An anonymous national survey of a representative population of healthcare workers who were thought likely to have frequent and intensive exposures to blood and other body fluids (certified nurse-midwives [CNMs]), was conducted to assess the type and frequency of self-reported occupational exposures to blood and body fluids experienced, the extent to which barrier precautions and other infection control measures were used, whether or not reported use of barriers was associated with a lower perceived rate of exposures and factors that influenced the use of infection control procedures.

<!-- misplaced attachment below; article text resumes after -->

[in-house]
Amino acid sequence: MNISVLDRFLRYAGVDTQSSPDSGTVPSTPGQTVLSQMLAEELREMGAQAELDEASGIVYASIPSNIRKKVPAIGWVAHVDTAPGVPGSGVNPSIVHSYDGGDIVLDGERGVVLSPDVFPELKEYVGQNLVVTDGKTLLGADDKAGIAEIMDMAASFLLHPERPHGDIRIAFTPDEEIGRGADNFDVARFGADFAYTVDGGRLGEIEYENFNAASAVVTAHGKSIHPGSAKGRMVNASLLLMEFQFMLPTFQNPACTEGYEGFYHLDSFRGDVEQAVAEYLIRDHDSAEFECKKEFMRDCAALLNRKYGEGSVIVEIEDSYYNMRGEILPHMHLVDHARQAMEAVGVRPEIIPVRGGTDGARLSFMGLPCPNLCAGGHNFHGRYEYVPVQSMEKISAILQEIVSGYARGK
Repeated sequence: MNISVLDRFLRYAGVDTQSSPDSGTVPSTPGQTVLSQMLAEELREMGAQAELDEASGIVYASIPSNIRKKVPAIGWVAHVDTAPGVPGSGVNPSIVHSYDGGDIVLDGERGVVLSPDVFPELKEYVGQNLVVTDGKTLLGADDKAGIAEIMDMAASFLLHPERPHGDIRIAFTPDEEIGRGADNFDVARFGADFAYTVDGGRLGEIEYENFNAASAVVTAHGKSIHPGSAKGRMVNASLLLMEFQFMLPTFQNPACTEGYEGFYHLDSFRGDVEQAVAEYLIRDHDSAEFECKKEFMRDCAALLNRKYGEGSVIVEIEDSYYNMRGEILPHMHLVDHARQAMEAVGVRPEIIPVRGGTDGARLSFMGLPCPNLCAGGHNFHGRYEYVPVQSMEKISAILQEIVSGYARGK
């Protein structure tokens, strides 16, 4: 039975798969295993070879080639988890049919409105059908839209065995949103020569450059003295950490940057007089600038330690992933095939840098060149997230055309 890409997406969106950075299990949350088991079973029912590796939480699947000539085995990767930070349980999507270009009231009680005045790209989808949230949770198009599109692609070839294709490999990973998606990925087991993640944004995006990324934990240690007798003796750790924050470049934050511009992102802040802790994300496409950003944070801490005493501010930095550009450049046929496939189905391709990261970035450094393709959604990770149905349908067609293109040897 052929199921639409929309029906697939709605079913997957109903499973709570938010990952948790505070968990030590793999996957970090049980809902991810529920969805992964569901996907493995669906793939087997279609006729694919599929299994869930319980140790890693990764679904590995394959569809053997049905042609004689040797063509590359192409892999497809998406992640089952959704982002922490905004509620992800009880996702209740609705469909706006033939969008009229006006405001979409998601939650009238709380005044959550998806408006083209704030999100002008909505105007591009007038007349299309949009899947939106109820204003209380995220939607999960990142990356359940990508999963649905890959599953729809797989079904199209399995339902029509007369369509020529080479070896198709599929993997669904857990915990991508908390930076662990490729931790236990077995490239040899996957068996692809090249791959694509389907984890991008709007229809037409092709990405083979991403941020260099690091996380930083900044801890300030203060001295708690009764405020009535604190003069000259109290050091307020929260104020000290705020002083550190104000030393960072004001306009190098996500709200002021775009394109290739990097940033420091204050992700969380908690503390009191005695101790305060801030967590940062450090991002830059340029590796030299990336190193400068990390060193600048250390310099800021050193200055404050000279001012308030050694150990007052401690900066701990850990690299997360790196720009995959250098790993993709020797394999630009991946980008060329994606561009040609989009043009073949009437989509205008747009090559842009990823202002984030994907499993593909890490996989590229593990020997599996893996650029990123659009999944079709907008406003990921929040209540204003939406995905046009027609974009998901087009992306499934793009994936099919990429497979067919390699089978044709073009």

Of those responding, 74% had soiled their hands with blood at least one time in the preceding six months, 51% had splashed blood or amniotic fluid in their faces and 24% reported one or more needlestick injuries during that same period. Our study also found evidence of an association between the practice of needle recapping and the occurrence of needlestick injury (p = .003). Despite a high level of training and knowledge, only 55% reported routinely practicing universal precautions (UPs).
Several factors that potentially influenced the use of UPS were studied, including healthcare worker perceptions of risk of occupational bloodborne infection, knowledge of routes of transmission of bloodborne pathogens and rationale for not using appropriate barriers. Our data suggest that occupational exposures occur frequently and that healthcare workers' (HCWs') perceptions of risk for occupational infection play an important role in influencing use of UPS. This study emphasizes the importance of developing new strategies for UP training.